Pot tours, weed tastings , and cannabis cabaret. Stealing the spotlight from opponents of marijuana legalization is the gimmicky commercialization they warned would normalize the drug. Who’s laughing now, you ask? They are.
“Calling it ‘medical marijuana’ is a joke,” says Carla Lowe, 75-year-old founder ofCitizens Against Legalizing Marijuana (whic goes by the acronym CALM). “It’s been a joke from the beginning.”
The former K-12 teacher turned anti-drug activist has spent the past 33 years fighting the jolly green giant. Her newest endeavor is CALM, an organization she formed four years ago to fight California's Proposition 9. The mission of Lowe's eight-person team is to dispel the “lies” circulating about cannabis—a drug she first witnessed while substitute teaching in the 1970s (“these kids with long hair kept giggling in the back of the class”). Correlations between her students’ performance (“they weren’t focusing”) and their apparent use of the drug ("they were probably smoking pot") concerned Lowe. But it wasn’t until she suspected that her teenage son had gotten involved (“he grew his hair out, he didn’t want to swim anymore”) that she decided to take up the fight herself. Sitting in on University of California Davis clinical trials of cannabis in 1975 she was horrified at the “apathetic, disinterested" monkeys she saw, lying around their cages. “You know who they reminded me of?” she asks me. “They reminded me of the kids.”
Lowe, who seems capable of talking about this topic for hours on end, is fuming at the current state of affairs with marijuana. "There are no controls, there is no dosing…pot high kids are smoking god knows what and thinking it's ok. Nobody is getting pure marijuana." The mother of five frantically jumps from one argument to the next as if playing a high stakes game of Catchphrase. “It’s debilitating our teenagers and in so doing it is diminishing the potential for our country.” "What we call medical marijuana in California, it's a crock!" "I enjoy a glass of wine with dinner, most people don’t drink alcohol to get drunk." On a hunter green poster from CALM is her marijuana definition: “It is a fat soluble, mind altering, highly toxic drug that remains in the body for up to one month, building up with each additional joint. The two organs most affected are the brain and sexual organs.” “It’s illegal under federal law, and it’s illegal because it’s a dangerous drug,” she adds later. But what of President Obama's softened stance on pot? “That was an inane comment, he’s been bought. We all know the story of George Soros."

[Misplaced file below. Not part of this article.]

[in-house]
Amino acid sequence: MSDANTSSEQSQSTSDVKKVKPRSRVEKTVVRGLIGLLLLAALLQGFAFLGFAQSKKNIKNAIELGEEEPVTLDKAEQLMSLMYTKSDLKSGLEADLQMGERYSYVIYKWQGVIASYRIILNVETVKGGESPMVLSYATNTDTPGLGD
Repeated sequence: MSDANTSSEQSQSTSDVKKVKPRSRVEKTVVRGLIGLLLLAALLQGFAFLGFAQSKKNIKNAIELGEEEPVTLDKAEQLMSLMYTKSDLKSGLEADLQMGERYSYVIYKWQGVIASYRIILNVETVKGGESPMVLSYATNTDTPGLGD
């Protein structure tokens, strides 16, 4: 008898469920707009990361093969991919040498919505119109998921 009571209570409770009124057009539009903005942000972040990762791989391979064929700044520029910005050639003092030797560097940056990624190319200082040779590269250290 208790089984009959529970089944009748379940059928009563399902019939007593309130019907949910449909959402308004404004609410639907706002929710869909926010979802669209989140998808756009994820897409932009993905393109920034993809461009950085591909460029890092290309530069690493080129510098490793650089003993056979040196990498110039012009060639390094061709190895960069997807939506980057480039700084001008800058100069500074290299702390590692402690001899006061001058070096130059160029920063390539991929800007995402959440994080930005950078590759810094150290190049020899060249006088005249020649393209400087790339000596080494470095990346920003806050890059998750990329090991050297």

Despite conflicting conclusions on how marijuana affects the brain (there are both studies proving it does and it doesn’t), Lowe vehemently defends her assertion that it makes people dumber. Humans aside, of course, there are other concerns for Lowe, who describes herself as “kind of” an environmentalist. “They are raping of our forest! They’re killing people,” she nearly yells, unprompted. When I ask who is killing who she fires back. “The growers. They will do anything to protect their crops.” And while Lowe admits that cannibidiol, the non-psychoactive component of marijuana, can have positive effects on certain patients (she cites epilepsy), she’s not satisfied with simply medical journals as proof. “I understand people who say 'I think it makes me feel better,' but it’s not the criteria used. That’s just an anecdote.”
It’s “anecdotes” like these that Smart Colorado is looking to amend. Started in 2010 by Diane Carlson and a few others, SC is a citizen-led organization focused on providing education for kids following marijuana’s legalization. “There is no knowledge. They don’t know anything until they get caught,” says Carlson, a mother of five in Denver. “There aren’t enough regulations. Right now you could buy an entire ounce of marijuana. That’s enough to get an entire high school high.” With no tracking system in place, Carlson said she foresees buyers virtually hopscotching through her city buying ounce after ounce. "A lot of people have no idea the products that are being sold. There are gummy bears with weed in them." Still, while Smart Colorado openly opposed Amendment 64 and continues to find it problematic, it has no plans to talk repeal. Born from a conversation with a group of teens to find out what was standing in their way (“most said weed”), its goal is awareness. “No matter how anybody feels, the science is there: This isn’t great for our kids.”
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